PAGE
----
HERBISON:  Well he‘s been in Mexico since 1999 until this month.  It was kind of difficult to—well he doesn‘t know—first of all, he doesn‘t know where to look and he has gotten on with life.  But now we have these developments and it remains to be seen what‘s going to happen. 

DANIELS:  Larry, you‘ve conducted a number of interviews with him.  Is this what he told you?  Has he ever waiver from this consistent story? 

BRINTON:  Well, John‘s got his theory and he‘s supposed to have his theory.  He‘s a defense lawyer and he‘s a good defense lawyer.  I think most people have a total different viewpoint of what happened and they don‘t think that Janet March left the house on her own.  They think something happened to her.  It was like 10 days before the police were even called into the investigation and lord knows what happened to her before then. 

DANIELS:  Well what do they think happened to her? 

BRINTON:  Well, prosecutors think that Perry killed her and disposed of the body, by himself or with someone.  And the problem is you can‘t find the body.  And I was talking to Perry one day on the phone and I said well Perry, you know, this early in the game they say they may not be able to prosecute you unless they find a body.  And he said, well, Larry, what do you think they‘re going do?  Find my business card on the body?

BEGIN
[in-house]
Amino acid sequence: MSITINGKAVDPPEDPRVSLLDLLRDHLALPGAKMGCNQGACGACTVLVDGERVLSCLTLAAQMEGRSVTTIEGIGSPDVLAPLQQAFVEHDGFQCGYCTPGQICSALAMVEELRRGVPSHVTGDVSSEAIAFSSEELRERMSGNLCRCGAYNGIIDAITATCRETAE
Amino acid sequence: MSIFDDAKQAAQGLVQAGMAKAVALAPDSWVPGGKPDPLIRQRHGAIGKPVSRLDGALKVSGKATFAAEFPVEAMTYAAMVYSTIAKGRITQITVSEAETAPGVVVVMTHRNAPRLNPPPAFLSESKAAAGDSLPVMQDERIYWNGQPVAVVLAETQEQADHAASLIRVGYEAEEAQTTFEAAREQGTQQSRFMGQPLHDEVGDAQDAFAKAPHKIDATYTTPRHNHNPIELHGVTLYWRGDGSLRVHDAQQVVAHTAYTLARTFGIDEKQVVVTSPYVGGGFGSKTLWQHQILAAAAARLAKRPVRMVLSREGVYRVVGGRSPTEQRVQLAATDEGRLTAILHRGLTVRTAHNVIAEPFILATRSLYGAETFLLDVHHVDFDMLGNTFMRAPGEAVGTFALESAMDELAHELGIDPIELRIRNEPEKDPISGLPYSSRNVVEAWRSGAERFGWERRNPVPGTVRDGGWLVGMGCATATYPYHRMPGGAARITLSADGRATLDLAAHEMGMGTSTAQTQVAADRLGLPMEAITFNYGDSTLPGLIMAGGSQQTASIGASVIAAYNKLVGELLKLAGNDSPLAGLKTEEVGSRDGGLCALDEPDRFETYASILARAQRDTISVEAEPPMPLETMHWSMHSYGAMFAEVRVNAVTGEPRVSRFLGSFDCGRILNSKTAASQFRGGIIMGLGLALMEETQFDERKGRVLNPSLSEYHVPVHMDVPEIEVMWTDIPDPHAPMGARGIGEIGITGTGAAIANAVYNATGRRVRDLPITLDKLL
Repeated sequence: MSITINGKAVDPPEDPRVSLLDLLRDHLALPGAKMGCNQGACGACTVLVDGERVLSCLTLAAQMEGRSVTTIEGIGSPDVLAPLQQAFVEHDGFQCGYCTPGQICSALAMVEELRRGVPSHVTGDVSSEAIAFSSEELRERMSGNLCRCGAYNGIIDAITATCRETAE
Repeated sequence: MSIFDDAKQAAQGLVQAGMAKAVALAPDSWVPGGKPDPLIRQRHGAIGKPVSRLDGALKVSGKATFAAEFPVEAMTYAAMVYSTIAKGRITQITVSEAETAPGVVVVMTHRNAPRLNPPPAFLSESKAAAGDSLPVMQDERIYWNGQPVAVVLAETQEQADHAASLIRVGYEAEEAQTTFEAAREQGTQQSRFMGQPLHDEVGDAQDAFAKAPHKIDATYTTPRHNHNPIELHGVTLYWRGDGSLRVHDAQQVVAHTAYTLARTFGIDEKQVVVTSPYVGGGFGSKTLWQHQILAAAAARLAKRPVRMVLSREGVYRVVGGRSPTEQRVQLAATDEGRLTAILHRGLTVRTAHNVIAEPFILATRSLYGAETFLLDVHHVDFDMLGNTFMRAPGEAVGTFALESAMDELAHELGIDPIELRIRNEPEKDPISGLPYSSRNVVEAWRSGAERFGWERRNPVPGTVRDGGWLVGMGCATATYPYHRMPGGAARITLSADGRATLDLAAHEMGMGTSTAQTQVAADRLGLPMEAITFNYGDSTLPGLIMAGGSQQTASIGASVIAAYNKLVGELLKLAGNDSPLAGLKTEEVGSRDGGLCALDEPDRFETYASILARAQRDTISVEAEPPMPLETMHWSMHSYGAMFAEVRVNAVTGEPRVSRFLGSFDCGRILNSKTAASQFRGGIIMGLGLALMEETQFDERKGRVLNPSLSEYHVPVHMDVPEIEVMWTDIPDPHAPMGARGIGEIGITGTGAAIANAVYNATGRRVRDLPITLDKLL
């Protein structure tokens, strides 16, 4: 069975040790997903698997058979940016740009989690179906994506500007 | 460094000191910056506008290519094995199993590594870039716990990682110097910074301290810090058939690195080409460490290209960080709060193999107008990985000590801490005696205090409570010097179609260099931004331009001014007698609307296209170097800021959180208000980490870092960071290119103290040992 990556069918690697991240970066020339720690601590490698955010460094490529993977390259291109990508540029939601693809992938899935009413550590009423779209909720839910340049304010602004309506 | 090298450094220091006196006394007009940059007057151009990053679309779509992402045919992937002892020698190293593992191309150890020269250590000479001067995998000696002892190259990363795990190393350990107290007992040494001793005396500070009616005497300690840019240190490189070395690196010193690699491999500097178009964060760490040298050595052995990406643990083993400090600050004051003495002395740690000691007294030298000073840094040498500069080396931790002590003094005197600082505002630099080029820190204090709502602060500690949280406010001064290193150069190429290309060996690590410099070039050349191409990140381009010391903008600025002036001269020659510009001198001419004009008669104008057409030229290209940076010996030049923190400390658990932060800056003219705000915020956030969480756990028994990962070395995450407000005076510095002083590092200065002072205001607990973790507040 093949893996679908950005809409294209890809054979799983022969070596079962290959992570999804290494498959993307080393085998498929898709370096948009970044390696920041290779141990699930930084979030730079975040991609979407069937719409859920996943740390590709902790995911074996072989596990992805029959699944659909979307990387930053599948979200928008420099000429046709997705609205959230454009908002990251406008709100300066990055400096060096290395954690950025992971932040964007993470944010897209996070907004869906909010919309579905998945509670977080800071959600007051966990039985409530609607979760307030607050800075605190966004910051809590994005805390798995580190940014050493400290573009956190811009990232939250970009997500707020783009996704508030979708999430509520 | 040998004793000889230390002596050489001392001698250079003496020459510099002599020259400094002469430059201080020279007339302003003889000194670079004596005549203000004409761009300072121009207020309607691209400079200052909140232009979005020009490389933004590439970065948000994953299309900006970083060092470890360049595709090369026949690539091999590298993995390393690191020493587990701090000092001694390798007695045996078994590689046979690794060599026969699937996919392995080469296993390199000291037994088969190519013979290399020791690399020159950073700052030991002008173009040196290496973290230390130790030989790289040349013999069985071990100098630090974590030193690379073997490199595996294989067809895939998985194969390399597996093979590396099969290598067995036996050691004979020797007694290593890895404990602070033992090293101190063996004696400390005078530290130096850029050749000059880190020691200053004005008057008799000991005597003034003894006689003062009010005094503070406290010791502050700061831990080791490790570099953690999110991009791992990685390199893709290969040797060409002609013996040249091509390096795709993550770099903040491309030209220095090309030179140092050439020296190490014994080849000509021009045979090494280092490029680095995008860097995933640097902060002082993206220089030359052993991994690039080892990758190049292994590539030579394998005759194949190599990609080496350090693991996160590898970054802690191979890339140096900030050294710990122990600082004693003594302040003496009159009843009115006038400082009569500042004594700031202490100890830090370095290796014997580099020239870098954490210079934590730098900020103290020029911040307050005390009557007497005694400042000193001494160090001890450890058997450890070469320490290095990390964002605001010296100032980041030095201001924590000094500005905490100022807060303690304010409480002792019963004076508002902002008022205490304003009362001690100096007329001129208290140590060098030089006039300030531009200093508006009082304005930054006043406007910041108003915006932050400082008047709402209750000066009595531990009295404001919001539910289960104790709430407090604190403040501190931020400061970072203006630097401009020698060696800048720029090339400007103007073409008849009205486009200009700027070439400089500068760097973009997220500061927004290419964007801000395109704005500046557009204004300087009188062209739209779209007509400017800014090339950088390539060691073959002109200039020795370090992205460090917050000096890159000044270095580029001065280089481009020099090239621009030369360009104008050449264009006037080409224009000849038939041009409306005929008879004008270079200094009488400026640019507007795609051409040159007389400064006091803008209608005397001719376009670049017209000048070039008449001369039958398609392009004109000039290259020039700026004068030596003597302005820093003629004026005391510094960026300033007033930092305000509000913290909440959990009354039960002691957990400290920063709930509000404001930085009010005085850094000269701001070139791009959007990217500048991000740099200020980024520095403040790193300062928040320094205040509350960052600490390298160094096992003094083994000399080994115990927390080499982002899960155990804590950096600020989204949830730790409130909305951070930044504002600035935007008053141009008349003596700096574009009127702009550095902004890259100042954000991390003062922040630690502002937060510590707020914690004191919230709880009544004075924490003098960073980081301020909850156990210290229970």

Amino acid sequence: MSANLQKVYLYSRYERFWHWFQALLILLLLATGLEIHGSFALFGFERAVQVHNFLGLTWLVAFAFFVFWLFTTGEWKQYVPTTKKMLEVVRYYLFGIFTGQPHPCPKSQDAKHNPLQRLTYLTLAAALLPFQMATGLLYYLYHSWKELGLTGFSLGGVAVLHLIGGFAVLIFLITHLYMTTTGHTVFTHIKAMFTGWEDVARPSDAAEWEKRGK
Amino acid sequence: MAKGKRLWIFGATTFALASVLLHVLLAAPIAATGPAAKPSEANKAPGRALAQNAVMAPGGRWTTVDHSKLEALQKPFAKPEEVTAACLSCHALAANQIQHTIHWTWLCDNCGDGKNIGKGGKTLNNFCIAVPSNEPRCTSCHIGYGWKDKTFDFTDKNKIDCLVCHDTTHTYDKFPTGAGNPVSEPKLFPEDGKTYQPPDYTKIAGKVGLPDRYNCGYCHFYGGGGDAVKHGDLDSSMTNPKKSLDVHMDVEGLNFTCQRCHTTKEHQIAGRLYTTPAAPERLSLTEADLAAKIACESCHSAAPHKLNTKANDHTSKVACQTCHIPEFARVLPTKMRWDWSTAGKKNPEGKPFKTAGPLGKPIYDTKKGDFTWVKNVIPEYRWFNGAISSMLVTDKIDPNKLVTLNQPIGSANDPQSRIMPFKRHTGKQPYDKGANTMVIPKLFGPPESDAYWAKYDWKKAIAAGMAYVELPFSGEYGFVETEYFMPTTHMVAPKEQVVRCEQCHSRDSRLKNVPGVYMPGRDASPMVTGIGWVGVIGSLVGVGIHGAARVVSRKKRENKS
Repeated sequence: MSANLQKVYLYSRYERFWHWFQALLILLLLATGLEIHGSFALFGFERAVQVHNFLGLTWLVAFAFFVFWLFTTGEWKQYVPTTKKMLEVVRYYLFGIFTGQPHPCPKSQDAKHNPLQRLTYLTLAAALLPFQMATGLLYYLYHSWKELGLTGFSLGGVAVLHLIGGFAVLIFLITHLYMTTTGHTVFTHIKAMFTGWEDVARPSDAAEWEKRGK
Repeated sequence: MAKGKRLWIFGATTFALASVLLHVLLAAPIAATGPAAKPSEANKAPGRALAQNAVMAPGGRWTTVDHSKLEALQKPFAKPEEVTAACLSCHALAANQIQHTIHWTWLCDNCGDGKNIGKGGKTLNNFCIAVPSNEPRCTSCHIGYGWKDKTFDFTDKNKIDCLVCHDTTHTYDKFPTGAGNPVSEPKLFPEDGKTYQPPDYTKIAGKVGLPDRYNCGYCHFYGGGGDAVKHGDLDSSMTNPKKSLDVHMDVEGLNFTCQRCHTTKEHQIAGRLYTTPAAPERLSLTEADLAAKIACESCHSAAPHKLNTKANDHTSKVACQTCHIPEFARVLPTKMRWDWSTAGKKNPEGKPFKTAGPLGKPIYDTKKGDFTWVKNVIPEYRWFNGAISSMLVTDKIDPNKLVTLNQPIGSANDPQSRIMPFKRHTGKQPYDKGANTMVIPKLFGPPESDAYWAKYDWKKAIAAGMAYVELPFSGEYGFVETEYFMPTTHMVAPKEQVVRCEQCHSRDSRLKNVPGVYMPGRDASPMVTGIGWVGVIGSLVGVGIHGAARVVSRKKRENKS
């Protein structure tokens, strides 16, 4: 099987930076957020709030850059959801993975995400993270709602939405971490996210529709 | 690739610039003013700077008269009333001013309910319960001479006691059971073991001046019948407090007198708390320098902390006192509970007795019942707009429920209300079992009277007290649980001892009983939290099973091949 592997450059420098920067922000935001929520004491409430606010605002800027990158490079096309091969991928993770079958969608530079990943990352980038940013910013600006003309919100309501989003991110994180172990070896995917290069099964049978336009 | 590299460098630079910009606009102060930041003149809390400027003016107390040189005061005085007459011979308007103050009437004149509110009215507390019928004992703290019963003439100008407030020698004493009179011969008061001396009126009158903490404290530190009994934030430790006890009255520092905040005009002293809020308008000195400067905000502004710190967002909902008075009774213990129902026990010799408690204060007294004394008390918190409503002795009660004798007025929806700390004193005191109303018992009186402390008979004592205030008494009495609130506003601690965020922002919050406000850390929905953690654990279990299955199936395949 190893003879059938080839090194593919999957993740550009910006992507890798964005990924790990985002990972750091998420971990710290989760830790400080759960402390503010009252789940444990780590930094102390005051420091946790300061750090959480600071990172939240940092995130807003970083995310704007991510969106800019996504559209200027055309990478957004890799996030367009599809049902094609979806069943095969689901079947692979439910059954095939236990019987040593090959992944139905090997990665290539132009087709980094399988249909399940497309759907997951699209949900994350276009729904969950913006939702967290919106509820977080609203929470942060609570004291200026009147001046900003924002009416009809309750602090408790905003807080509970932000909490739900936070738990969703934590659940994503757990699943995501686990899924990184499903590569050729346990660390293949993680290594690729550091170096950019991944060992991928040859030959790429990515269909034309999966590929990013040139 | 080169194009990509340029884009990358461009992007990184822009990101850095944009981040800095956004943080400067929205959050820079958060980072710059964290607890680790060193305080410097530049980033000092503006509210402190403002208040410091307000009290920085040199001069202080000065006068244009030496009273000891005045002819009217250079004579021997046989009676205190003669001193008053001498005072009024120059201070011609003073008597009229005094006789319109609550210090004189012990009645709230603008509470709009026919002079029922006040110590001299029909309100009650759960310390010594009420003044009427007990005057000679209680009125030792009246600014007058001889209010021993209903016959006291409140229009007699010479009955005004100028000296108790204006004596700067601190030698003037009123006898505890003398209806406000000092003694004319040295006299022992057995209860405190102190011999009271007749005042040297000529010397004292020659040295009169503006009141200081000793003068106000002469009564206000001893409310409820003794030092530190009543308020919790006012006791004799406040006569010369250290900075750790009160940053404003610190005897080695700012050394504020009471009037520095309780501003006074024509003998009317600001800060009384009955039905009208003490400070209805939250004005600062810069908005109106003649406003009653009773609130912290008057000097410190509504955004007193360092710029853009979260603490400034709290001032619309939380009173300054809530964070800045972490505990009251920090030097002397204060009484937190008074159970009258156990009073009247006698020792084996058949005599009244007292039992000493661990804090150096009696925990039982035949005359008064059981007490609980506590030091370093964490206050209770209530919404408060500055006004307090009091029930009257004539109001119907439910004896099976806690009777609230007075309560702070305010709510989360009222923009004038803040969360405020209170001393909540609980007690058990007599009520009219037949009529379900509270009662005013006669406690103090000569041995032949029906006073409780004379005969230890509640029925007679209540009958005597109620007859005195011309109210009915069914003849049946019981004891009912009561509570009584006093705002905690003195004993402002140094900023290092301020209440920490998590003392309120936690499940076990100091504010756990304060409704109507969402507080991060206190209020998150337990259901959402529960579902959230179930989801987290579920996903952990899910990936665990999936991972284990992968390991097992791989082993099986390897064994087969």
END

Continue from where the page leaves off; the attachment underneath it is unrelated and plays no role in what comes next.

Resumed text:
And I said, no, Perry, but if they find her rolled up in a carpet, you‘ve got a problem.  And that‘s because there was a rolled up carpet that three witnesses say were in the house a couple of days before Janet disappeared that was rolled up in the living room and they saw it and it was gone when police started investigating and Perry said it was never there. 

DANIELS:  John, your client has given interviews before, not only to Larry, but to other outlets.  Here‘s how he described what happened.  He said, the night was normal through dinner.  Then Janet and I began to argue.  She had made a decision that she was going to take a vacation.  And she also had—we also have this one—she had prepared a list for me of a lot of things that needed to be done.  She made me sign her list and she said see you and she drove off. 



HERBISON:  That is his account and he is...

DANIELS:  I mean even you‘re smiling.  Who signs a list—a to do list? 

HERBISON:  Well it is an amazing case.  And we look forward to getting the case before 10 men—before 12 men and women in a jury box so that we can sort out what‘s true, what‘s not true. 

DANIELS:  Amazing case or amazing story, John? 

HERBISON:  It is an...

BRINTON:  Lisa, let me...

HERBISON:  ... amazing set of facts. 

BRINTON:  ... you have time for a little sidebar.  Perry told police when they started really investigating after they got rid of the missing person and got into really what happened to her, Perry told police not to interview the two children.  They didn‘t know anything.  But when I was interviewing Sammy, the oldest son, who‘s now 14, I was in Mexico interviewing him.  And I said, by the way, do you remember that night? 

Oh, yes, I remember that night.  What do you remember about it?  He said well I went to bed and at 8:00 my mother came up to give me my good night kiss.  And she had some baggage and said—she said I‘ll see you soon.  And she left and went down to the garage and got in her car.  He said I went to the window and she drove out the driveway and then she waved to me and I waved to her.